once you start mentioning names it seems to start becoming about that person and not the issue. Yeah, mention them as an aside or something but not the main focus of the conversation.

    I totally see what you are getting at. It doesn't work that way, though. If you want your issue to get attention it needs at least a spokesperson, but better yet a standard bearer. And after that it needs a representative/mover and shaker to make something happen.

    Like it or not an issue needs a face. I suppose alternatively, someone could die to become that face.

    That would suck.


    Sure and why would liberals (5.00 / 2) (#79)
    by MO Blue on Thu Jan 15, 2015 at 12:58:53 PM EST
    mention Warren when she is the only one leading the fight for the issues that matter to us? Better we get out the Pompoms and cheer for more of the same corporate centric policies that we hated under Obama just because you want Hillary to be president?  Don't think so.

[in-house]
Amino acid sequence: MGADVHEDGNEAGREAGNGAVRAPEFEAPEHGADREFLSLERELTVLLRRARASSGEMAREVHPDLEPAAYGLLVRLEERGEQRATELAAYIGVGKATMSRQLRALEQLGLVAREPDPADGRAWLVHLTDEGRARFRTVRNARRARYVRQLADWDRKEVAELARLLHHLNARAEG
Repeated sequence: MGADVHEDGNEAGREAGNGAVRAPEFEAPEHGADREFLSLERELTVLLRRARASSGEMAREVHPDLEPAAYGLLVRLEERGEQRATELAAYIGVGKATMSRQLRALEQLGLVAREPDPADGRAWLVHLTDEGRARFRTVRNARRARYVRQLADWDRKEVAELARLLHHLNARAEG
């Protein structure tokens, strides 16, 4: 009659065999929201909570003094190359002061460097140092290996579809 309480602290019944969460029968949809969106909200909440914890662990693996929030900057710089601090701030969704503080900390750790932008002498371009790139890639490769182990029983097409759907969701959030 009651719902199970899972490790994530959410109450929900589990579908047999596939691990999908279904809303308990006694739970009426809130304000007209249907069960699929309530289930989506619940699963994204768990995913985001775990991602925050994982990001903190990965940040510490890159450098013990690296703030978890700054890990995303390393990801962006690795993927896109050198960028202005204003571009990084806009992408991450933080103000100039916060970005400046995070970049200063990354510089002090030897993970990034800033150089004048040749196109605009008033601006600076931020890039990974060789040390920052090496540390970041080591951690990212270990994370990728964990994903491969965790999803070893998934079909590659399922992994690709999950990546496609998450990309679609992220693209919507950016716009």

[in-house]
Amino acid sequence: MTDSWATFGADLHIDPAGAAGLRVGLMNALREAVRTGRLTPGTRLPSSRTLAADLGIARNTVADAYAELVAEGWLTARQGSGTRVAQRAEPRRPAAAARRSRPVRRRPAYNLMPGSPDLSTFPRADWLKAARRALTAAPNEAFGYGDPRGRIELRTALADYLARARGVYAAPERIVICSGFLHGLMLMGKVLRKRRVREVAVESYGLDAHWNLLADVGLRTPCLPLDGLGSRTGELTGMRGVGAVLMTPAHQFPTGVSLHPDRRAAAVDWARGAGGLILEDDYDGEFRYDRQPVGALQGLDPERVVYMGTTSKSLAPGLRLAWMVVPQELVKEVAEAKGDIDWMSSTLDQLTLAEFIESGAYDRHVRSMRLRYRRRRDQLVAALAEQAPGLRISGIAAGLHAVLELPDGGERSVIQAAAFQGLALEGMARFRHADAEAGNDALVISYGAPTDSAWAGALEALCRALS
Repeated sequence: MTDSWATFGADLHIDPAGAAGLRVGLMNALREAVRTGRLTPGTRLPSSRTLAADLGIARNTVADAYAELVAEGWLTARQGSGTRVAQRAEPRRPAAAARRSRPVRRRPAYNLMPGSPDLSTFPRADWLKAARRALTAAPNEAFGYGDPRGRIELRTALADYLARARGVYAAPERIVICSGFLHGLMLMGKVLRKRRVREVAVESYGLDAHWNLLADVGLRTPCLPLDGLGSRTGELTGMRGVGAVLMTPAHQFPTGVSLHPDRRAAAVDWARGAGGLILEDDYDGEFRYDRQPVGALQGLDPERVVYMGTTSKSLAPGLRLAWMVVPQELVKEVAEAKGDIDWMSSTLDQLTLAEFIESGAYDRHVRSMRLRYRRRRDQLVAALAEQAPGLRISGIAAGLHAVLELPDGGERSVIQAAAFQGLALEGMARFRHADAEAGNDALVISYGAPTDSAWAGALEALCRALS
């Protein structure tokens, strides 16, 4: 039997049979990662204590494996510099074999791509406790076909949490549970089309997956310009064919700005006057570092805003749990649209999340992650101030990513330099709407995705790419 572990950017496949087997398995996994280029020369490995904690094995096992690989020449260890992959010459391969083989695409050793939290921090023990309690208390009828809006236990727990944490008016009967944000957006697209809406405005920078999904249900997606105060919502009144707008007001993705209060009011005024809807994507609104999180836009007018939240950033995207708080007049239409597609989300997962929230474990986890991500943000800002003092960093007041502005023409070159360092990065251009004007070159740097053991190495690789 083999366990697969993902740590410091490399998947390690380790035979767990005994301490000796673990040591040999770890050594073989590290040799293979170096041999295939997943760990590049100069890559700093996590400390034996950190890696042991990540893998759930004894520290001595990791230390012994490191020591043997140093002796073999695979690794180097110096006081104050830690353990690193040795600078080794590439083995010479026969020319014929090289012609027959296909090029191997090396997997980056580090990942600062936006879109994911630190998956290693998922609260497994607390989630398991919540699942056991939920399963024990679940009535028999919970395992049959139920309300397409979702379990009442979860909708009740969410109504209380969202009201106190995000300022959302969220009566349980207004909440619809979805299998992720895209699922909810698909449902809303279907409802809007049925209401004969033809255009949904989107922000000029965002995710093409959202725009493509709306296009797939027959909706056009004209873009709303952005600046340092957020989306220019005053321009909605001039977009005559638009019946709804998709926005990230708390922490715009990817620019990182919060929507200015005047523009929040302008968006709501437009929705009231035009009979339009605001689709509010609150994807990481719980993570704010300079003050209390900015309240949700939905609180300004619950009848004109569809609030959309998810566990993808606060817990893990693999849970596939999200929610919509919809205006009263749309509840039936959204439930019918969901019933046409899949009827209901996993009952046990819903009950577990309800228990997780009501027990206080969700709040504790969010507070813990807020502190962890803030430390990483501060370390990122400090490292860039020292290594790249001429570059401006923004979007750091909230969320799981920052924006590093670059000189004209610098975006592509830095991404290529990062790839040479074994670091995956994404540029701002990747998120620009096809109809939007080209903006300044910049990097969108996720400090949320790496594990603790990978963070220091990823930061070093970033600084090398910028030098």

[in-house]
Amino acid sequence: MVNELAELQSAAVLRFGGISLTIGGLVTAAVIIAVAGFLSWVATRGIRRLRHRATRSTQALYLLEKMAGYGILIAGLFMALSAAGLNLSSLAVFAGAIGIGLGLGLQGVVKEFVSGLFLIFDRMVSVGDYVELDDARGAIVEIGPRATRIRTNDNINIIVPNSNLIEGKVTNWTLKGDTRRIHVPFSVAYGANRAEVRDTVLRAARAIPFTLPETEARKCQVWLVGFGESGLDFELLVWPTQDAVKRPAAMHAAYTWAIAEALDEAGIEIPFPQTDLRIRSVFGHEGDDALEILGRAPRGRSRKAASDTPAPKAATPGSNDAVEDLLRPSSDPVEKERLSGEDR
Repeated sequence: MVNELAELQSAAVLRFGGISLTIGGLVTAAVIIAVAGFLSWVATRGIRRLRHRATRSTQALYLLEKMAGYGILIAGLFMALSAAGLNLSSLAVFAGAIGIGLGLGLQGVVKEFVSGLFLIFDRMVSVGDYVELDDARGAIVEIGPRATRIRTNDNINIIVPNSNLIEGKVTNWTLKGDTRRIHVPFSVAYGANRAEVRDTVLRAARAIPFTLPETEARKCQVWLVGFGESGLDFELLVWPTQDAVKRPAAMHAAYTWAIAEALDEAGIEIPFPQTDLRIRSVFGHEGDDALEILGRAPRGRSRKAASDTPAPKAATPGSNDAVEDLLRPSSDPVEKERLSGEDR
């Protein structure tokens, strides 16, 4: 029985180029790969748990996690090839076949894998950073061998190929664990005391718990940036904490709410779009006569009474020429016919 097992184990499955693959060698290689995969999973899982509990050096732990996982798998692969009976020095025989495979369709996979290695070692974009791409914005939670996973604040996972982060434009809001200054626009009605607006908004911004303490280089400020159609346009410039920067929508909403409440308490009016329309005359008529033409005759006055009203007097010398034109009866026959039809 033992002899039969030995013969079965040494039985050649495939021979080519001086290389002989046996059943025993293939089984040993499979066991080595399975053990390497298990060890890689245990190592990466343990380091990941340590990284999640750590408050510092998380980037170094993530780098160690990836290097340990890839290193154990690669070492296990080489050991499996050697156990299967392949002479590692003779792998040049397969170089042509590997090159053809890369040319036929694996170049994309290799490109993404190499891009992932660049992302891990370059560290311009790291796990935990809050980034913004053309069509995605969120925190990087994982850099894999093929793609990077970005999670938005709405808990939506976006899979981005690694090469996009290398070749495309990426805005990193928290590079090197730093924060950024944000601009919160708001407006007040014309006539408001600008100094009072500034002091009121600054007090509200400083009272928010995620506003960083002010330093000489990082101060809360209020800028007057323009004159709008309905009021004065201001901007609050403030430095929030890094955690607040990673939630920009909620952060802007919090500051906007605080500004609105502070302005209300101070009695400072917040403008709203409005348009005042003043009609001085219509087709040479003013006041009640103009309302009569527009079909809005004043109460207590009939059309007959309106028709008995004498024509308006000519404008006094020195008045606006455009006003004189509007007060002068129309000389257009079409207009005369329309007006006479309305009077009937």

Because (none / 0) (#107)
    by Ga6thDem on Thu Jan 15, 2015 at 05:06:03 PM EST
    again, it's focusing on her and not the issues when you do that. When you put her name in every conversation it becomes about her and not about income inequality.

    Not any more than any other possible candidate (5.00 / 1) (#122)
    by MO Blue on Thu Jan 15, 2015 at 08:12:00 PM EST
    She is the one pushing issues that I care about. What is Hillary currently championing?

    This thread is about HRC. Throughout  the thread the focus has been on her and not on income equity or any other policy issue.


    OMG, yes. Just this. (5.00 / 2) (#126)
    by Anne on Thu Jan 15, 2015 at 08:32:57 PM EST